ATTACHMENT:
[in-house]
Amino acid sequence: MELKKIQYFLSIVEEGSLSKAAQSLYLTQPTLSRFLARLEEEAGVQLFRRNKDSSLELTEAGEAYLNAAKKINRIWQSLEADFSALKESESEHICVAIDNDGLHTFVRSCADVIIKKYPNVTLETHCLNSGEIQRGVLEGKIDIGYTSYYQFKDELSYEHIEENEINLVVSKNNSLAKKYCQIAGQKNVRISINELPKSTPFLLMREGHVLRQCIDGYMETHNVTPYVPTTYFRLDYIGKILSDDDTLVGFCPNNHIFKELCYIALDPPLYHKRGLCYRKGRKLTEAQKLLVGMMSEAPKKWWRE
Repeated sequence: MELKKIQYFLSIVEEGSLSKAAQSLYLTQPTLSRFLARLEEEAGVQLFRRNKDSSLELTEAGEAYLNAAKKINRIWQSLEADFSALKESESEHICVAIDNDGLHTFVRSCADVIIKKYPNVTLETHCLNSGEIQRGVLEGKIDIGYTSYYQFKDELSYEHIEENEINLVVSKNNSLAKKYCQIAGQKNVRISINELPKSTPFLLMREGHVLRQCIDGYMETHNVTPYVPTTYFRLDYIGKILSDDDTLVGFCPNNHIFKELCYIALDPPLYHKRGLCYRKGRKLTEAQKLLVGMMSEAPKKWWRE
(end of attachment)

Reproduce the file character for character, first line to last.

[in-house]
Amino acid sequence: MELKKIQYFLSIVEEGSLSKAAQSLYLTQPTLSRFLARLEEEAGVQLFRRNKDSSLELTEAGEAYLNAAKKINRIWQSLEADFSALKESESEHICVAIDNDGLHTFVRSCADVIIKKYPNVTLETHCLNSGEIQRGVLEGKIDIGYTSYYQFKDELSYEHIEENEINLVVSKNNSLAKKYCQIAGQKNVRISINELPKSTPFLLMREGHVLRQCIDGYMETHNVTPYVPTTYFRLDYIGKILSDDDTLVGFCPNNHIFKELCYIALDPPLYHKRGLCYRKGRKLTEAQKLLVGMMSEAPKKWWRE
Repeated sequence: MELKKIQYFLSIVEEGSLSKAAQSLYLTQPTLSRFLARLEEEAGVQLFRRNKDSSLELTEAGEAYLNAAKKINRIWQSLEADFSALKESESEHICVAIDNDGLHTFVRSCADVIIKKYPNVTLETHCLNSGEIQRGVLEGKIDIGYTSYYQFKDELSYEHIEENEINLVVSKNNSLAKKYCQIAGQKNVRISINELPKSTPFLLMREGHVLRQCIDGYMETHNVTPYVPTTYFRLDYIGKILSDDDTLVGFCPNNHIFKELCYIALDPPLYHKRGLCYRKGRKLTEAQKLLVGMMSEAPKKWWRE